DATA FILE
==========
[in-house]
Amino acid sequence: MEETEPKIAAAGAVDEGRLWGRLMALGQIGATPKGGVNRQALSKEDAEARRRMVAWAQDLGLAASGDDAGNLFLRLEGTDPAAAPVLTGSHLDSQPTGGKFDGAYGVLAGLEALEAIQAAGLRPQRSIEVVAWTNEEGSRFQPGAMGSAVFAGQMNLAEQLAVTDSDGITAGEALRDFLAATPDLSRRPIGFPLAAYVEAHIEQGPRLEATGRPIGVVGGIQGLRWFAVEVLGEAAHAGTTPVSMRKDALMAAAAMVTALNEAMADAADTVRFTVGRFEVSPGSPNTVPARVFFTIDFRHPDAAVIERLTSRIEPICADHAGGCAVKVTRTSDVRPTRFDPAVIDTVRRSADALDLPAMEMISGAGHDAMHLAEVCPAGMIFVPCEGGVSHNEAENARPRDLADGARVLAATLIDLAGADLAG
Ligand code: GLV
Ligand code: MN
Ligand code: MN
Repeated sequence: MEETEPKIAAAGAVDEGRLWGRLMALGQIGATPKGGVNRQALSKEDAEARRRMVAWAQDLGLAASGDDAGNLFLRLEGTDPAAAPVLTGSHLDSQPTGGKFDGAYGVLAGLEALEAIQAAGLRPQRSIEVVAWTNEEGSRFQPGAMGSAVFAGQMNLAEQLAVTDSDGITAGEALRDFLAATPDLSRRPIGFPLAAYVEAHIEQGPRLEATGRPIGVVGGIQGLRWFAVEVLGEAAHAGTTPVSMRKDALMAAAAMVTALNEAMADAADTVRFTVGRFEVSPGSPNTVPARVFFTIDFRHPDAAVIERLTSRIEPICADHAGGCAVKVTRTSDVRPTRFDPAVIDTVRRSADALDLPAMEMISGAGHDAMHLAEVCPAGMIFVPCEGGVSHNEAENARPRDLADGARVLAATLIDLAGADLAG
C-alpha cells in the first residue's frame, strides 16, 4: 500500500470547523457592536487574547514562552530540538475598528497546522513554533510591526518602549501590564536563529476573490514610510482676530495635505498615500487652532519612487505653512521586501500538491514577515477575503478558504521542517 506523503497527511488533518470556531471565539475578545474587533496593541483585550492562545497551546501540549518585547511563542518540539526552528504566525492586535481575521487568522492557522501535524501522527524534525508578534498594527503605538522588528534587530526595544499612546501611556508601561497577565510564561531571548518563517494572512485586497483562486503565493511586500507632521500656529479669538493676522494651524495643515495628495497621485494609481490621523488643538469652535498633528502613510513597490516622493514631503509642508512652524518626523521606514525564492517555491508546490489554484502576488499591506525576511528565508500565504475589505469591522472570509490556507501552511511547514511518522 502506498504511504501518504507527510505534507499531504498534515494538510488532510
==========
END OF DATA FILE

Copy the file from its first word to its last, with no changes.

[in-house]
Amino acid sequence: MEETEPKIAAAGAVDEGRLWGRLMALGQIGATPKGGVNRQALSKEDAEARRRMVAWAQDLGLAASGDDAGNLFLRLEGTDPAAAPVLTGSHLDSQPTGGKFDGAYGVLAGLEALEAIQAAGLRPQRSIEVVAWTNEEGSRFQPGAMGSAVFAGQMNLAEQLAVTDSDGITAGEALRDFLAATPDLSRRPIGFPLAAYVEAHIEQGPRLEATGRPIGVVGGIQGLRWFAVEVLGEAAHAGTTPVSMRKDALMAAAAMVTALNEAMADAADTVRFTVGRFEVSPGSPNTVPARVFFTIDFRHPDAAVIERLTSRIEPICADHAGGCAVKVTRTSDVRPTRFDPAVIDTVRRSADALDLPAMEMISGAGHDAMHLAEVCPAGMIFVPCEGGVSHNEAENARPRDLADGARVLAATLIDLAGADLAG
Ligand code: GLV
Ligand code: MN
Ligand code: MN
Repeated sequence: MEETEPKIAAAGAVDEGRLWGRLMALGQIGATPKGGVNRQALSKEDAEARRRMVAWAQDLGLAASGDDAGNLFLRLEGTDPAAAPVLTGSHLDSQPTGGKFDGAYGVLAGLEALEAIQAAGLRPQRSIEVVAWTNEEGSRFQPGAMGSAVFAGQMNLAEQLAVTDSDGITAGEALRDFLAATPDLSRRPIGFPLAAYVEAHIEQGPRLEATGRPIGVVGGIQGLRWFAVEVLGEAAHAGTTPVSMRKDALMAAAAMVTALNEAMADAADTVRFTVGRFEVSPGSPNTVPARVFFTIDFRHPDAAVIERLTSRIEPICADHAGGCAVKVTRTSDVRPTRFDPAVIDTVRRSADALDLPAMEMISGAGHDAMHLAEVCPAGMIFVPCEGGVSHNEAENARPRDLADGARVLAATLIDLAGADLAG
C-alpha cells in the first residue's frame, strides 16, 4: 500500500470547523457592536487574547514562552530540538475598528497546522513554533510591526518602549501590564536563529476573490514610510482676530495635505498615500487652532519612487505653512521586501500538491514577515477575503478558504521542517 506523503497527511488533518470556531471565539475578545474587533496593541483585550492562545497551546501540549518585547511563542518540539526552528504566525492586535481575521487568522492557522501535524501522527524534525508578534498594527503605538522588528534587530526595544499612546501611556508601561497577565510564561531571548518563517494572512485586497483562486503565493511586500507632521500656529479669538493676522494651524495643515495628495497621485494609481490621523488643538469652535498633528502613510513597490516622493514631503509642508512652524518626523521606514525564492517555491508546490489554484502576488499591506525576511528565508500565504475589505469591522472570509490556507501552511511547514511518522 502506498504511504501518504507527510505534507499531504498534515494538510488532510